(UNDATED) - What a day Election Day was. Some precedents were broken, some were confirmed, and, for a change, few races really came down to the wire.
Democratic Illinois Senator Barack Obama is now Democratic President-Elect Barack Obama.
Obama won in an electoral landslide, and a near-landslide in the popular vote. As of this morning, Obama took 349 electoral votes to Arizona Senator John McCain's 148, and, with only two states still out and counting, Obama has taken 52% of the popular vote to McCain's 47%.
Furthermore, Obama took Indiana's 11 electoral votes, winning 50% to 49%. Only three counties are still not confirmed in Indiana's electoral vote this morning, those being Allen, Madison, and Vigo counties.
With 98% reporting in Allen County, McCain is leading Obama by 4%, with 99% reporting, Obama is shaving by in Madison County by 0.6%, and in 99% of the vote counted in the bellwether county of Vigo, Obama is leading by 16%.
The two states still counting are Missouri and North Carolina. Right now, Obama is leading by a hair in the Tarheel State, and McCain is up by a hair in the Show-Me State.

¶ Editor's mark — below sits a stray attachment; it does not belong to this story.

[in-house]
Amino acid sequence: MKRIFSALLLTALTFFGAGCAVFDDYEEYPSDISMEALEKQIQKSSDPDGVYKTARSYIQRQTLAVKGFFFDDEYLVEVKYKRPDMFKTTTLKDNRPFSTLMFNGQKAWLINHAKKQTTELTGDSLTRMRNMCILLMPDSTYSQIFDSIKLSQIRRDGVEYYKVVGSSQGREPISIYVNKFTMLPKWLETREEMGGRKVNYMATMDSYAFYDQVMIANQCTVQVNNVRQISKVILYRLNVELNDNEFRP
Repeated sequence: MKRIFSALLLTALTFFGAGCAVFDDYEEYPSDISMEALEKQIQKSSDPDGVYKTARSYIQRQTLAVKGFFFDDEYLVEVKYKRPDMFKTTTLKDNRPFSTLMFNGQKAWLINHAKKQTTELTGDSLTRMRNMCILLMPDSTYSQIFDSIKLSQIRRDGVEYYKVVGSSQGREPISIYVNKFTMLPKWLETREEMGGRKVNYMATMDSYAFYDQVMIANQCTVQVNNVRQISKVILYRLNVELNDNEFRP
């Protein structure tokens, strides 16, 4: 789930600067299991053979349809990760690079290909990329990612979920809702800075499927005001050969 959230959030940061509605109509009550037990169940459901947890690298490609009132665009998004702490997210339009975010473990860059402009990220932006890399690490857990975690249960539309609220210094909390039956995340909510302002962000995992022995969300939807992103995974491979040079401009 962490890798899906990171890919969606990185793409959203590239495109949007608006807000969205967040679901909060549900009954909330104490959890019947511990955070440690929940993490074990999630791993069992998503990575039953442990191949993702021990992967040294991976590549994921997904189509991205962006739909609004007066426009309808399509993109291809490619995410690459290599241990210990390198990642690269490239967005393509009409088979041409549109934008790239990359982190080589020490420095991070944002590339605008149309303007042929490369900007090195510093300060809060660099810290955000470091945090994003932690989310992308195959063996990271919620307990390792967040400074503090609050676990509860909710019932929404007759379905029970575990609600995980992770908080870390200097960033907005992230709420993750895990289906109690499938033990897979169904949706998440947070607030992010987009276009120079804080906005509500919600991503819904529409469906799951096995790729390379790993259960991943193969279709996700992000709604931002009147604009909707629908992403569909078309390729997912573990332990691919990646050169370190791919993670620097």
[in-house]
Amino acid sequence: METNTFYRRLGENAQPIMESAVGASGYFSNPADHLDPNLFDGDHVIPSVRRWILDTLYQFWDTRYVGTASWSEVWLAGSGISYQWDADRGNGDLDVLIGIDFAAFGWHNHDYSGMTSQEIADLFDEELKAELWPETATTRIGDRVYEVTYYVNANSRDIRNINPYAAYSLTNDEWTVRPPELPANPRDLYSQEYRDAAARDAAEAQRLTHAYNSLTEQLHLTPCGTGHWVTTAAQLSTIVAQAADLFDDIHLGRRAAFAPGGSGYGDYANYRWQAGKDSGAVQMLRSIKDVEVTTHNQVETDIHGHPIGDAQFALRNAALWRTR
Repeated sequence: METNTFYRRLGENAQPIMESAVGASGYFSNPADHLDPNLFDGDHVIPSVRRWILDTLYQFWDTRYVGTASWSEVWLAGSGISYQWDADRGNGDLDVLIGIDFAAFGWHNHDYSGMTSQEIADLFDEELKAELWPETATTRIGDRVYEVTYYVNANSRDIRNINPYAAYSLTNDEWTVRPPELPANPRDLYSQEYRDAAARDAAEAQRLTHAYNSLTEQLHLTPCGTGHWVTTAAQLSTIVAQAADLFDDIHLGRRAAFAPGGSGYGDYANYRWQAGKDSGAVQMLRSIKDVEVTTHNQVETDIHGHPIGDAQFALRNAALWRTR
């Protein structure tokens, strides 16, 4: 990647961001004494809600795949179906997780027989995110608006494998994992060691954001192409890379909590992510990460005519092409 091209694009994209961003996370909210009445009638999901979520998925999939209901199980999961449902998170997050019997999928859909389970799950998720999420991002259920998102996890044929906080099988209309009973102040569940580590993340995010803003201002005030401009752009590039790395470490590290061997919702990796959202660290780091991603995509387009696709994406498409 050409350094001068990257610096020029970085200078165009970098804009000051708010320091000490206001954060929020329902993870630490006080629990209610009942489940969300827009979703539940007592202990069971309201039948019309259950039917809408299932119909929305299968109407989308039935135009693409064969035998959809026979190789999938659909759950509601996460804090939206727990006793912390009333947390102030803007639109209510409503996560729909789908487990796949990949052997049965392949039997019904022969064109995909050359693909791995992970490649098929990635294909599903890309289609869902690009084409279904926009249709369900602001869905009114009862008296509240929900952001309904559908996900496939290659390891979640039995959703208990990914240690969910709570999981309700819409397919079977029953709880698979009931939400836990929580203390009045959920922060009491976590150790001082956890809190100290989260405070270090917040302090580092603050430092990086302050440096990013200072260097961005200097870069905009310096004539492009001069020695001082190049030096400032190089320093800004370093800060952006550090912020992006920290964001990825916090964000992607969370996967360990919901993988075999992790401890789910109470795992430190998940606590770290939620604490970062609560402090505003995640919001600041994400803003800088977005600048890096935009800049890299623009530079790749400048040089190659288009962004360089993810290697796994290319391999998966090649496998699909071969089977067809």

The presidential race last night confirmed a few old precedents and is calling a couple into question and, in a few cases, seemed like déjà vu all over again.
With both Indiana and Virginia going for the Democratic candidate last night, that broke a 44 year long tradition of both the Hoosier State and the Old Dominion going for Republicans.
And, with past being prologue, the last time both states went Democratic was against another Republican Arizona Senator: Barry Goldwater, who lost in an epic landslide against then-President Lyndon Johnson.
Another precedent that re-confirmed its status after a one-election hiatus was the story of the Washington Redskins. Going back to the earliest years of the team, if the Redskins won their last home game before the election, the incumbent White House party would stay, but if they lost, the "bums" got thrown out, so to speak.
The only exception was in 2004 when the Redskins lost to the Green Bay Packers, and Bush still kept the White House.
Finally is the question of consistent bellwether Missouri. And I say the "question" because Missouri is still too close to call as of this writing.
Missouri has only picked the loser in the presidential race once since the beginning of the 20th century, however, the last time Missouri was wrong was in 1956, when Eisenhower beat Adlai Stevenson who, oddly enough, was also an Illinoisan, serving as both Governor of the Land of Lincoln and as US Ambassador to the United Nations.
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